Believe it or not, there is an actual anatomy and science to the query. And you won’t learn this in college. I learned it in Hollywood. Never tell anyone you’ve written a novel unless you can pitch it because the next question they inevitably ask is “What is it about?” In my case the people asking were producers, actors, models, production managers, film financiers, and I really sucked at pitching it. I could see it when their eyes sort of flicked over my shoulder at something more interesting. You’ve got to keep the pitch short and sweet. Hook ‘em and leave ‘em wanting more. Not drifting toward the coffee machine. Same goes for the written query. You must grab your readers attention because they have hundreds of other queries in their inbox. And donuts in the breakroom. Read MoreShare on Facebook
Posted by Sarah Isaacson On January 3rd, 2015
Posted by Sarah Isaacson On August 5th, 2013
We were told by professors that adverbs are weak tools for writers, and often that was the extent of it. It most certainly is not the worst thing you can do. Here is a laundry list of other no-nos. Consider “thought verbs” and chuck them.
Think of your words on a page like a suitcase, from the outside it’s a rectangle that holds things. But what’s inside? Read MoreShare on Facebook
Posted by Sarah Isaacson On April 23rd, 2013
The word “rejection” was first used in 1415.The original meaning was “to throw” or “to throw back”. It sounds like fishing–a way to eat and survive.
So, guess you may have figured out I got my first rejection letter today! Read MoreShare on Facebook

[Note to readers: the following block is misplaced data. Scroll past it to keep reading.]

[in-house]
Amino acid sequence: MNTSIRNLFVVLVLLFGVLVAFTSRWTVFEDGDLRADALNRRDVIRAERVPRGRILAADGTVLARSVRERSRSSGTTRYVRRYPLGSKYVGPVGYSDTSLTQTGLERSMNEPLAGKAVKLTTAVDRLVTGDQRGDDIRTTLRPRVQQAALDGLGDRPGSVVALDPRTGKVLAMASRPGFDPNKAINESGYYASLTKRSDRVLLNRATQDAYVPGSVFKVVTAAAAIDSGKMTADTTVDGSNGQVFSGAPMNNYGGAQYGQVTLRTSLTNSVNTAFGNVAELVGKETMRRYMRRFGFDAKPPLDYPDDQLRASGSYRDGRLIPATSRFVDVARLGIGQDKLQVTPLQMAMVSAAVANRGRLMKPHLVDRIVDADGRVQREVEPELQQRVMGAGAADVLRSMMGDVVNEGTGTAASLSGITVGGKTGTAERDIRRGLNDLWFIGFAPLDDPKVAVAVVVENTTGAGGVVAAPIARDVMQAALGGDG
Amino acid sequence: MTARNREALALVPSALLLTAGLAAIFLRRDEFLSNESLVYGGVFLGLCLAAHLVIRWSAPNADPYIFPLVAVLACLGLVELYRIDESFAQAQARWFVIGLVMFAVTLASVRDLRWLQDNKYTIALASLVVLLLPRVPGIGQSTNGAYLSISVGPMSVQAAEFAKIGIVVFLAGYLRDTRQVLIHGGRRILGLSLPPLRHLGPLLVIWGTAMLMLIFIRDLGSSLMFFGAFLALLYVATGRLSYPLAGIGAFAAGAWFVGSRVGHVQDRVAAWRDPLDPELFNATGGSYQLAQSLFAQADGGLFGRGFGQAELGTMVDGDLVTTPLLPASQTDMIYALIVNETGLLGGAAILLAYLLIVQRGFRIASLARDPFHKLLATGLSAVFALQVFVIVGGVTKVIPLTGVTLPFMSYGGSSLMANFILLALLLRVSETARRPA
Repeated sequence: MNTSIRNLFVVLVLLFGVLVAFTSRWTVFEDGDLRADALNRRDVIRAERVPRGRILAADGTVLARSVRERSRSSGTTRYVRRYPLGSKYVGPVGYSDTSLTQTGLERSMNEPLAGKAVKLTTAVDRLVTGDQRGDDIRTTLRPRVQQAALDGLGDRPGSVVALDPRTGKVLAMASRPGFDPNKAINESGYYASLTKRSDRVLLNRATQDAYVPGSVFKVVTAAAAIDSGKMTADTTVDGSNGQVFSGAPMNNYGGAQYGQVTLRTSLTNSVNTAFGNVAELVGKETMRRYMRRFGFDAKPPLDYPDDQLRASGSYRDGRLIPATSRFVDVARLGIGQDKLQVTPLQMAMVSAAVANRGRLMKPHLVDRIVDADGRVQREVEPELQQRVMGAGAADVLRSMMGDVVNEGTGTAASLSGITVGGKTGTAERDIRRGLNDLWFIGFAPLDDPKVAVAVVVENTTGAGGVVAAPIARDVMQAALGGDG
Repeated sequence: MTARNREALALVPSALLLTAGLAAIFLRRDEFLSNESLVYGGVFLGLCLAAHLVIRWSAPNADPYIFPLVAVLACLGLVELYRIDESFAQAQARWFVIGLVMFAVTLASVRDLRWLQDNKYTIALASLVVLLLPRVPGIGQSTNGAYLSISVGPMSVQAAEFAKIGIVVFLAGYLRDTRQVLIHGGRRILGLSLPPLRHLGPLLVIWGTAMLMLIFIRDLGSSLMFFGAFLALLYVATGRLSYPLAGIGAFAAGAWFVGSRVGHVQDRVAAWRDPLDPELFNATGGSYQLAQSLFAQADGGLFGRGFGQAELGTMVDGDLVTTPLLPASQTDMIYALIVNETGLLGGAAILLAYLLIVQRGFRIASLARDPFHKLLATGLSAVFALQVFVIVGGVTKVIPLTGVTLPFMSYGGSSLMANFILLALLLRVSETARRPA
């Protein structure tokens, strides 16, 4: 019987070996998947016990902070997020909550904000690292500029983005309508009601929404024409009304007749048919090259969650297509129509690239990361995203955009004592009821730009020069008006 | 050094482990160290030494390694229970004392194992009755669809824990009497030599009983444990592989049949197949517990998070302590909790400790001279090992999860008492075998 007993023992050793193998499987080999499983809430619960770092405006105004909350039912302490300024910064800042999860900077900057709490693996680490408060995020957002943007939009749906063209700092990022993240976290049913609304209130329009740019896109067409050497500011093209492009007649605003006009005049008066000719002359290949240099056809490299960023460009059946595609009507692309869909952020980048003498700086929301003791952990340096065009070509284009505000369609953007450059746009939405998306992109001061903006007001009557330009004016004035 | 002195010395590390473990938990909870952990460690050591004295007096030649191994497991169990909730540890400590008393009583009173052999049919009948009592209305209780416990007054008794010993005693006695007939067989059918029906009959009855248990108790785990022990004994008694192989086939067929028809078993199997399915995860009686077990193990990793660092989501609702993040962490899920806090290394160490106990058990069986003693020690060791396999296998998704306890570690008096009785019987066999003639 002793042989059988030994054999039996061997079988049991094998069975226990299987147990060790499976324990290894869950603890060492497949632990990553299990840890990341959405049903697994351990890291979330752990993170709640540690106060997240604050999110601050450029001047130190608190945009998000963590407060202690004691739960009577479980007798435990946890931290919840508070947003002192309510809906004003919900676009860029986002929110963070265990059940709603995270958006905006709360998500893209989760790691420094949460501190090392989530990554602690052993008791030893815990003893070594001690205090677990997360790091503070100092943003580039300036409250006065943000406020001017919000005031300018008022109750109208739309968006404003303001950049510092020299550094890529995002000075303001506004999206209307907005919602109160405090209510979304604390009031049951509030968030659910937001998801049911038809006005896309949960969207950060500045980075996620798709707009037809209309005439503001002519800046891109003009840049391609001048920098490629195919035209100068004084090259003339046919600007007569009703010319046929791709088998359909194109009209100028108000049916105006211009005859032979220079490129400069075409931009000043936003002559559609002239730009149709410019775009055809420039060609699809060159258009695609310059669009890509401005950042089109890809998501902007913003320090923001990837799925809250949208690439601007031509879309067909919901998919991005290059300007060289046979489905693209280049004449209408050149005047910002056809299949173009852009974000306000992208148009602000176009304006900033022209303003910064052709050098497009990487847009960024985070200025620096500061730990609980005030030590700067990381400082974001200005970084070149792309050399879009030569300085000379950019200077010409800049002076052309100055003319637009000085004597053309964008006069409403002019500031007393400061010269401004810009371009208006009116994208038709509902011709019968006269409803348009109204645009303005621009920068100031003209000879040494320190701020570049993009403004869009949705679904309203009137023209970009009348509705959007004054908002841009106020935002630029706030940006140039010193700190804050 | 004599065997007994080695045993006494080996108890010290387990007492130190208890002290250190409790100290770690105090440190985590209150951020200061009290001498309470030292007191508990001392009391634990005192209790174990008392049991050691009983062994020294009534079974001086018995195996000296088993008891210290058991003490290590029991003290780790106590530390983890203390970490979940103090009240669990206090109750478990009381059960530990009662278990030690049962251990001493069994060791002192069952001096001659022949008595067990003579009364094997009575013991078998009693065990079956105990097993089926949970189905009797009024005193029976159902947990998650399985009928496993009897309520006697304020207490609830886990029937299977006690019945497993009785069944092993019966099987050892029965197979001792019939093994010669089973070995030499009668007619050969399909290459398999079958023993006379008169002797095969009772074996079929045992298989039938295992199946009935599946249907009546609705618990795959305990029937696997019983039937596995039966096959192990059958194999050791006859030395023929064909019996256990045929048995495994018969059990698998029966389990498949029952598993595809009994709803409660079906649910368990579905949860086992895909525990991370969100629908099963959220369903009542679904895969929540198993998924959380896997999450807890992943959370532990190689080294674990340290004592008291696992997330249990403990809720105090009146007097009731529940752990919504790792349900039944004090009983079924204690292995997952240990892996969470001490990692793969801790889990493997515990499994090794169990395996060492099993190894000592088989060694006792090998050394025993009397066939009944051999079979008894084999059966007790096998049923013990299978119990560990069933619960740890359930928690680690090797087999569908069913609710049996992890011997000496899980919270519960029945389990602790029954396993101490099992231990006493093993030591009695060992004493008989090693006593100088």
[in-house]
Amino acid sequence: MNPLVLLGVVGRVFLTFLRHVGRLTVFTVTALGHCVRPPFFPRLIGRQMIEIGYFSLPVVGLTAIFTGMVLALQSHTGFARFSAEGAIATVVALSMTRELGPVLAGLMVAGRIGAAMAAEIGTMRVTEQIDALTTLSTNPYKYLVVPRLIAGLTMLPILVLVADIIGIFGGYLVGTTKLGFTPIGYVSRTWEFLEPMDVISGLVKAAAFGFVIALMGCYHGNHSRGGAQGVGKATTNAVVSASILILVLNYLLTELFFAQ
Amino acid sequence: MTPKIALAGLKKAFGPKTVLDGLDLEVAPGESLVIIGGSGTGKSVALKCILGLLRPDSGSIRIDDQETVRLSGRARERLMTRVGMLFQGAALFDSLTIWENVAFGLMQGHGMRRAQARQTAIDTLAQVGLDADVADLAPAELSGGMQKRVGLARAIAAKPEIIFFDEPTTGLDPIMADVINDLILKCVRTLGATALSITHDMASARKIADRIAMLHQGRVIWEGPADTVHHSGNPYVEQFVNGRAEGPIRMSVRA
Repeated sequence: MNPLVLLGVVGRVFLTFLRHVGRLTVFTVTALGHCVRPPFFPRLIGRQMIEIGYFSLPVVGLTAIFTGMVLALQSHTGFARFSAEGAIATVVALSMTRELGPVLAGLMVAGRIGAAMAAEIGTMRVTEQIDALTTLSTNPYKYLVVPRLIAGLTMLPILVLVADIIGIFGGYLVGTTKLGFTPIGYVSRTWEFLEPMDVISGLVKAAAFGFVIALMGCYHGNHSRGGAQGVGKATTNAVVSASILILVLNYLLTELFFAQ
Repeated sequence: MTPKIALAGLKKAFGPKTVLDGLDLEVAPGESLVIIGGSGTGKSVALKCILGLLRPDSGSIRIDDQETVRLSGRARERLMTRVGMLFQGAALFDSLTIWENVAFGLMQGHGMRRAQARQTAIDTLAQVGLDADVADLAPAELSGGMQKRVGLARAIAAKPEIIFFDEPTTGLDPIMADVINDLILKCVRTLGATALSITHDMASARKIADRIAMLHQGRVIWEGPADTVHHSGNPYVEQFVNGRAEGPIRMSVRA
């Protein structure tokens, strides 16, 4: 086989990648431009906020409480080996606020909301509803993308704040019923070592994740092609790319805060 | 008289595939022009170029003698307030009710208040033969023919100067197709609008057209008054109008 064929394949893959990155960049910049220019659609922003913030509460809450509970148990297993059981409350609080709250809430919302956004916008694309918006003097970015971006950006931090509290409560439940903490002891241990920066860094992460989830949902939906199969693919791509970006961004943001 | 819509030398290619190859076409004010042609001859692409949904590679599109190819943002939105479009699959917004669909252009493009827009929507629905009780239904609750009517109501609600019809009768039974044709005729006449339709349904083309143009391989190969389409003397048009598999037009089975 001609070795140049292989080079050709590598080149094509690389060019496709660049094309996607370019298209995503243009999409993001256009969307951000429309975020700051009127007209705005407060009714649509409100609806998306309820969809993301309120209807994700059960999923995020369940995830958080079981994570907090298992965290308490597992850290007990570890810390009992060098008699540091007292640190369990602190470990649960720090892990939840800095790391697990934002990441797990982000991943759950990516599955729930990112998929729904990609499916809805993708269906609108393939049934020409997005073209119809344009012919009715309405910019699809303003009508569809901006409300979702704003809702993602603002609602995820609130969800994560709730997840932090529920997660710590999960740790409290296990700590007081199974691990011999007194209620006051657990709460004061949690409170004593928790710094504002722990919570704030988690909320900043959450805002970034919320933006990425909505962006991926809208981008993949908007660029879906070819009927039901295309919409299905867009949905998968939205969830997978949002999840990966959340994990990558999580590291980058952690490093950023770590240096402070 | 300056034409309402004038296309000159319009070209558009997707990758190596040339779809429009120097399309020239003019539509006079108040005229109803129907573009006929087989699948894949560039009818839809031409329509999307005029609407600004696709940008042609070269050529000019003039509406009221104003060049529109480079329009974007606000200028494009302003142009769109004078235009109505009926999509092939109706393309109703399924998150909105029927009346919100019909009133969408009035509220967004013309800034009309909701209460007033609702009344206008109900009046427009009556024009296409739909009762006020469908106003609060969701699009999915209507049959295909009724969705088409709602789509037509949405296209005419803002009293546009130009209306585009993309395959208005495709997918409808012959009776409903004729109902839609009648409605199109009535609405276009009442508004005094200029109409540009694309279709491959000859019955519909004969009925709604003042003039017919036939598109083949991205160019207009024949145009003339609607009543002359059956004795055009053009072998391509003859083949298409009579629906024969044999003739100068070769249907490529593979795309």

Posted by Sarah Isaacson On March 10th, 2013
When you’ve completed your novel/script and are now ready to edit the best way I’ve found to deepen the character, plot, etc is to list the most important aspects of the piece and sift through each aspect individually—tackling each aspect one by one. Here are a few of the most important aspects of my novel that drive my character’s thoughts and actions: humor, romance, and culture. This isn’t everything (just the first three. Also included for a second round of editing is: horror, sexiness/charm factors, fear, and betrayal). I know, you can’t wait to read it now.
I already showed you a bunch of circles in my last post because they related to writing the novel—not editing. Editing is a triangle—not a straight line—at least not for this process. Grammar and Syntax are absolutely a straight line.
A quick little review of the three most important circles of writing life:
If you read my last post you know what that means. If you don’t, go read it. Read MoreShare on Facebook
Posted by Sarah Isaacson On March 6th, 2013
I saw a doctor two years ago because I hadn’t taken a s#*! in two days and called my sports medicine doctor who referred me to a surgeon as I requested. I knew something was wrong, a fissure or hemorrhoids perhaps and I needed surgery stat!
I got an appointment in less than an hour, and immediately left work. His office looked like the hallway of The Shining where the two dead twins stood, and then lied, bathed in their own blood. I hadn’t met him, but google said he had taught at John’s Hopkins Medical School as an associate professor, he was from the East Coast, and when he walked in—Jewish, very Jewish. I like that. My grandmother, who was a doc herself always said to see Jewish or Indian doctors (perhaps because she’s Jewish?) because they study harder. Grandma could totally be prejudice, but I put my life in this man’s hands. Read MoreShare on Facebook
Posted by Sarah Isaacson On February 26th, 2013
Writing Theories vary, and I am going to share a few ama-zing theories in the circle of life that is writing that Dan Harmon (American writer, performer, and creator and former executive producer for the NBC television comedy series Community, and, along with Rob Schrab, a founder of the alternative television network/website Channel 101.) created. Read MoreShare on Facebook